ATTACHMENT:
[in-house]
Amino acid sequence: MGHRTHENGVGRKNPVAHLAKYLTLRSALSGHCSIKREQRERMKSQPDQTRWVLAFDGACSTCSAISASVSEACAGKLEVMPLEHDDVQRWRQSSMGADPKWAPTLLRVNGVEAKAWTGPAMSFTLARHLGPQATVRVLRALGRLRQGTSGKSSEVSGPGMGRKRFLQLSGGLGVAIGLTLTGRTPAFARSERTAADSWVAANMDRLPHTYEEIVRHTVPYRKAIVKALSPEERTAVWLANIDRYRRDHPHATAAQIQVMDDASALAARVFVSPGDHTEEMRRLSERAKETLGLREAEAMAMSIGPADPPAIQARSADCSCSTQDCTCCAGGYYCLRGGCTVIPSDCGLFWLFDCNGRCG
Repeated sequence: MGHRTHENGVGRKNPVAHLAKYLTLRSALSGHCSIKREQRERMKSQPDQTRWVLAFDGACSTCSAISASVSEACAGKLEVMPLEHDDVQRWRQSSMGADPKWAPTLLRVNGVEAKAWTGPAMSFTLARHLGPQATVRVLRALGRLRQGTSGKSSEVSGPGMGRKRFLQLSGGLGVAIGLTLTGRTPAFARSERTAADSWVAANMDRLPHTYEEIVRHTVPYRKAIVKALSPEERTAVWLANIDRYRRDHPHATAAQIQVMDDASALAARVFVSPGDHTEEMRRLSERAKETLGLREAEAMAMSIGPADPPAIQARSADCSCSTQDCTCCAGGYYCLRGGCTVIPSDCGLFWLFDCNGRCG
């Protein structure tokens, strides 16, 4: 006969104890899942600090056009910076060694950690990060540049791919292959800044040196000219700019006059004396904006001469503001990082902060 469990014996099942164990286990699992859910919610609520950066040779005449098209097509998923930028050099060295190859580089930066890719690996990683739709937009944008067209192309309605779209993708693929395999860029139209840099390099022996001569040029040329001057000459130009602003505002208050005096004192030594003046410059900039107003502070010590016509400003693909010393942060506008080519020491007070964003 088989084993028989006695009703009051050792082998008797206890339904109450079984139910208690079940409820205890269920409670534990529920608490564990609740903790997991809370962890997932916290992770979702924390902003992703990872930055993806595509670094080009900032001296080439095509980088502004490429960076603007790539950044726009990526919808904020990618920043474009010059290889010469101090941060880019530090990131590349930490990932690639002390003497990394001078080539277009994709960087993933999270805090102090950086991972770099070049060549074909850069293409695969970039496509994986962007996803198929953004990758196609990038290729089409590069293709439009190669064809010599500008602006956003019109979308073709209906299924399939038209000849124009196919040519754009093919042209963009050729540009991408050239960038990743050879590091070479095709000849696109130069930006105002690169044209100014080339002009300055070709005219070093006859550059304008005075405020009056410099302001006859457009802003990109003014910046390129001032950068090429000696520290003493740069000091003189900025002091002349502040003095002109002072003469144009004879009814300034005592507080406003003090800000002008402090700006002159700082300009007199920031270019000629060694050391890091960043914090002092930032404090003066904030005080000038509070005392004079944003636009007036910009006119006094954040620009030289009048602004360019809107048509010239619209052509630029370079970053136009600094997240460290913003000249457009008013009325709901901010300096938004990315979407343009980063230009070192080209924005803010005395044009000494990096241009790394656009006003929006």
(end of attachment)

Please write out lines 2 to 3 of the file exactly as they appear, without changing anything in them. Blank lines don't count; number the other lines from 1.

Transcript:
Amino acid sequence: MGHRTHENGVGRKNPVAHLAKYLTLRSALSGHCSIKREQRERMKSQPDQTRWVLAFDGACSTCSAISASVSEACAGKLEVMPLEHDDVQRWRQSSMGADPKWAPTLLRVNGVEAKAWTGPAMSFTLARHLGPQATVRVLRALGRLRQGTSGKSSEVSGPGMGRKRFLQLSGGLGVAIGLTLTGRTPAFARSERTAADSWVAANMDRLPHTYEEIVRHTVPYRKAIVKALSPEERTAVWLANIDRYRRDHPHATAAQIQVMDDASALAARVFVSPGDHTEEMRRLSERAKETLGLREAEAMAMSIGPADPPAIQARSADCSCSTQDCTCCAGGYYCLRGGCTVIPSDCGLFWLFDCNGRCG
Repeated sequence: MGHRTHENGVGRKNPVAHLAKYLTLRSALSGHCSIKREQRERMKSQPDQTRWVLAFDGACSTCSAISASVSEACAGKLEVMPLEHDDVQRWRQSSMGADPKWAPTLLRVNGVEAKAWTGPAMSFTLARHLGPQATVRVLRALGRLRQGTSGKSSEVSGPGMGRKRFLQLSGGLGVAIGLTLTGRTPAFARSERTAADSWVAANMDRLPHTYEEIVRHTVPYRKAIVKALSPEERTAVWLANIDRYRRDHPHATAAQIQVMDDASALAARVFVSPGDHTEEMRRLSERAKETLGLREAEAMAMSIGPADPPAIQARSADCSCSTQDCTCCAGGYYCLRGGCTVIPSDCGLFWLFDCNGRCG